Microbes Annihilate the "Nature vs. Nurture" Debate

Christine Gorman

Most E. coli bacteria found in the body are harmless

The is taking to a whole new level the old (and not always fruitful) argument about whether nature or nurture is a more important influence in our lives.

In the past few days, Science Express published a paper that demonstrated that friendly (or ) bacteria don’t just passively crowd out the disease-causing ones. (Of course, the bacteria don’t “know” what they’re doing in any sense of the word. It’s just that the ones who are successful at doing it survive.)

Similarly, Nature recently published an article that detailed how . (Whether that difference has any deleterious health effects and why is another story.)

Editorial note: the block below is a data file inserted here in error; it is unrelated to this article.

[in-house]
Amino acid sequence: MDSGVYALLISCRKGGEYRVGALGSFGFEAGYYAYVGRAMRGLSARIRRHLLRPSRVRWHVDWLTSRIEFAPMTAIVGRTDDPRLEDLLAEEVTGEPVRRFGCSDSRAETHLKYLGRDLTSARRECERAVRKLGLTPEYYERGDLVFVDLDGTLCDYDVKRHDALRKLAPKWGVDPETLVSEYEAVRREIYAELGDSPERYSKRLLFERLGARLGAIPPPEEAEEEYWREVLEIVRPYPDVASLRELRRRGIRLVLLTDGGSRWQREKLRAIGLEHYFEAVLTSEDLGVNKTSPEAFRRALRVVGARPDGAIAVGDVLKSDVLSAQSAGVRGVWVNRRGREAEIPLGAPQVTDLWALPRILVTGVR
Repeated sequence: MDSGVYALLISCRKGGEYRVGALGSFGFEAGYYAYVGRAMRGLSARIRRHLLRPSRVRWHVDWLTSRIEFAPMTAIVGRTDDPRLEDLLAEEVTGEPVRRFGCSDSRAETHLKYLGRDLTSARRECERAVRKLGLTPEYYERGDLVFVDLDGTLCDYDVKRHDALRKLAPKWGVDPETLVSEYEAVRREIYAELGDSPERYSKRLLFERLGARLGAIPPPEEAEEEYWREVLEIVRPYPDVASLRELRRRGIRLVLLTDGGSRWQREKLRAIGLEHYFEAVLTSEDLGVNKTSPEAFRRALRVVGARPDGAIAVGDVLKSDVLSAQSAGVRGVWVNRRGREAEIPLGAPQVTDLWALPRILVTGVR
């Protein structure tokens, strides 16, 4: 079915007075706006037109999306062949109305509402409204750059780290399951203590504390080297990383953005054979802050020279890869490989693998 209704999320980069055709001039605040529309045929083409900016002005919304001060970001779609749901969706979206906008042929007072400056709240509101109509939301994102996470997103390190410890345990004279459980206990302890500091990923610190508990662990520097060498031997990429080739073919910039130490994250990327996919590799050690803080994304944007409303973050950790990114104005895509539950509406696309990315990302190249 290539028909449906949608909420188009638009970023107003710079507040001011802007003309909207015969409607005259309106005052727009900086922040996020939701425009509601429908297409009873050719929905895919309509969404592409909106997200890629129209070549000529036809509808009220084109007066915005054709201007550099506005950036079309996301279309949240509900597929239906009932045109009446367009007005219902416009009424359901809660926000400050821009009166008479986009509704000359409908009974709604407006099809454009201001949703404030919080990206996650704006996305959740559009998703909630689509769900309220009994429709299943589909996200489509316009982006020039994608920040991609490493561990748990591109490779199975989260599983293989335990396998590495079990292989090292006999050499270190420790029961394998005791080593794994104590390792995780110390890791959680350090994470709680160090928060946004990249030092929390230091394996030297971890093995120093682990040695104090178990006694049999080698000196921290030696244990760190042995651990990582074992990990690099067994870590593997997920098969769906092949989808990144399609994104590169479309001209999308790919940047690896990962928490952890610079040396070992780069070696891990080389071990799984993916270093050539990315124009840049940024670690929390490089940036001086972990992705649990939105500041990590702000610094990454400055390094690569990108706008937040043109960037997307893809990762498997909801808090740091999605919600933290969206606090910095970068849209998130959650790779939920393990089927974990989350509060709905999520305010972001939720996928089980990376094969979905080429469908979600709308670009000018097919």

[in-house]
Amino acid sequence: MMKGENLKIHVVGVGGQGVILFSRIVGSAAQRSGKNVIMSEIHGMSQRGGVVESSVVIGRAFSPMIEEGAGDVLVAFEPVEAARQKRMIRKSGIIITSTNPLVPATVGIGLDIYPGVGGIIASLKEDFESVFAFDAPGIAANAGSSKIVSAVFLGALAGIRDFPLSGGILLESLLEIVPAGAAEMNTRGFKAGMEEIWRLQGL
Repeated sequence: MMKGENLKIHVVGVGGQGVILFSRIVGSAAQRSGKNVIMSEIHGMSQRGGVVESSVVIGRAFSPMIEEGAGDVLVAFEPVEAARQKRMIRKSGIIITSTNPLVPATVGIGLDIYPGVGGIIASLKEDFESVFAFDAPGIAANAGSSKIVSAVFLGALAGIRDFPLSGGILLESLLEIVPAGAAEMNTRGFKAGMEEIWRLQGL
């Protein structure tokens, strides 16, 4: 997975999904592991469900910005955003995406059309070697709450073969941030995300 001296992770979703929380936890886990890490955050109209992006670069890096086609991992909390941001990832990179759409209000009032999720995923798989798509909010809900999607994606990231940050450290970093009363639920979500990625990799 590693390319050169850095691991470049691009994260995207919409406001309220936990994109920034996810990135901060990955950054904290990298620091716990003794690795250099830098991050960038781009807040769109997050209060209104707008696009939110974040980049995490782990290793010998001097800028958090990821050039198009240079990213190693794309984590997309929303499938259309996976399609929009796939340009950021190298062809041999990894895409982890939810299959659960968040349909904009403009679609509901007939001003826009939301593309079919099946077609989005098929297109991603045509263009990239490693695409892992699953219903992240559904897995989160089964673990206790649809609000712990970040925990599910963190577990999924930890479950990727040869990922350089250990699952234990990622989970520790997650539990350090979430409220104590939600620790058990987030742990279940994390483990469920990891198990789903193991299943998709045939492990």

The point is that the microbes that live inside, on and around us all ultimately come from the environment. And . In fact, in many cases, the genes found in these microbes allow us to do something like digest the fiber in oranges that our own genes cannot.

The old dichotomy of nature vs. nurture is meaningless when what we think of as our nature namely the genes that make us who we are can come from our parents or our microbes.

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